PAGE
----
Dorcas with her daughter

Rebuilding her life after giving birth at 13 years

Lost in thought, Dorcas is seated on a bench at the health center waiting for the Adolescent Sexual and Reproductive Health (ASRH) service provider. She appears to have a lot on in her mind, as she waits to be attended to, along with other youths. The 18-year-old comes to the health center to seek reproductive health and counselling services.

Dorcas at Kibondo health center with the ASRH service provider.
Dorcas at Kibondo health center with the ASRH service provider.

 

Dorcas is a teenage mother and she has two siblings, her twin sister, and a brother. Dorcas’s parents separated when she was just a few months old. She had never met her father and her mother disliked her questions about her father's identity, his whereabouts and whether he was alive.

 “At the age of 12, I started asking my mother who my father was but she would just rebuke me, says Dorcas.

She never gave up on wanting to know more about her father and his whereabouts. She persuaded her mother to tell her about him. Seeing that she was determined to know her father, the mother directed her to her grandparents, where she thought the father was. Dorcas went to the grandparents but unfortunately, her father had relocated to Uganda.

“I stayed at my grandparents’ home for a few months, hoping that he would come back. Then my uncle took me to Uganda where my father was,” says Dorcas.

She thought that her problems would be solved but instead, the struggle had just begun. Living in Uganda was not easy for Dorcas. She could not speak the local language, she had no friends due to the language barrier, and everything was new to her.

One fateful day as she was going to fetch water with other children, she met a man on her way. He talked to her but Dorcas did not understand what the man was saying due of the language barrier. The other children left her behind.

When the man noticed that the other children had left Dorcas behind, he pulled her to the side of the road and raped her. Dorcas tried to cry out for help but no one came to her rescue, even the other children got very scared and ran away.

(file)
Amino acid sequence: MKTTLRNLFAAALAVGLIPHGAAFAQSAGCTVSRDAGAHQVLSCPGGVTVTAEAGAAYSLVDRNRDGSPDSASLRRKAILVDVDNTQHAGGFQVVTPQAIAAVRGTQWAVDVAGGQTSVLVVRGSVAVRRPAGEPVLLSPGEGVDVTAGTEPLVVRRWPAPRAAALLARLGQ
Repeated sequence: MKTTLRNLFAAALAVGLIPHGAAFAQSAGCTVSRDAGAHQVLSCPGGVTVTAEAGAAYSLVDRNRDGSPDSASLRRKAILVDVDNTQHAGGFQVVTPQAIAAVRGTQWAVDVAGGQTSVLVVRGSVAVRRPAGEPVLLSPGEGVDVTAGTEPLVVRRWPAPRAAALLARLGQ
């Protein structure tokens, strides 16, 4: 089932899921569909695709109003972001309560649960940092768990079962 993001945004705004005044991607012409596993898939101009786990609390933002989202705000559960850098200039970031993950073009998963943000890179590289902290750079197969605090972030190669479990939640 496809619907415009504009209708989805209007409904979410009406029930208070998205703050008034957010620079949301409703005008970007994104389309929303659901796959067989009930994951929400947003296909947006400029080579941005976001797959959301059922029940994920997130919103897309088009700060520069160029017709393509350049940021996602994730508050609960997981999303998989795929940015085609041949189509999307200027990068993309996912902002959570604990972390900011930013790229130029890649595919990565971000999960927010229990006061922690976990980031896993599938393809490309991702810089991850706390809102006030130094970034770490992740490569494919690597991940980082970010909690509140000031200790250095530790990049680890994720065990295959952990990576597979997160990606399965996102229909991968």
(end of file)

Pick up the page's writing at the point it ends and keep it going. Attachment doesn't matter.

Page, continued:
“I was helpless and was very scared to look at the person who had raped me.” she says.

She went back home and told her father what had happened to her. She was then taken to hospital and indeed, the Doctor confirmed that she had been raped.

After a month, Dorcas realised she was pregnant.

“I stayed with my father, at some point I wanted to terminate the pregnancy because I did not know the person who had made me pregnant, and that alone was killing me,” says Dorcas.

At 13, Dorcas had no idea about being pregnant and giving birth. Her step-mother helped her with everything from taking her for antenatal care to buying clothes for the baby.

Two weeks to delivery, Dorcas was told that because she was still young, she had to go through a caesarean section (C-section).

“I couldn’t imagine having a C-Section. I didn’t think I would come out alive. I was very worried. I asked my father to allow me to go back to my grandparents and give birth from there,” says Dorcas.

“I returned to my grandparents’ house and after two weeks, I gave birth normally. “I was scared of going to my mother— I thought she would kill me. I know how tough she can be. So, I decided to go to my grandparents,” says Dorcas.

Her grandparents were very supportive of her. They helped her in everything she needed for both herself and her child.

Dorcas with her 4 - year - old daughter
Dorcas with her four-year-old daughter

 

After two years, she went back to school—today she is in her second year of high school and determined to pursue her education.

“One thing that worries me is not knowing my child's father. I hope that when I tell my child what happened to me, she will understand because I know one day she will need to know her father,” Says Dorcas.

Stigma among Dorcas’s peers was so much that she dropped out of school during her pregnancy.

Through advocacy by the Citizen’s Voice Action (CVA) group members, Adolescent Sexual Reproductive Health services were brought to Kibondo health center near Dorcas. She was able to get counselling at the health center and reproductive health advice to avoid unplanned pregnancy.

“I thank Ingobyi Project for the CVA interventions, youth like me get counselling and guidance on their reproductive health here at our health center,” says Dorcas.

Dorcas is determined to continue her education. She plans to go to a Technical school after her third year of high school to study culinary arts. She believes, with a vocational skill, she will be able to take care of herself and her child.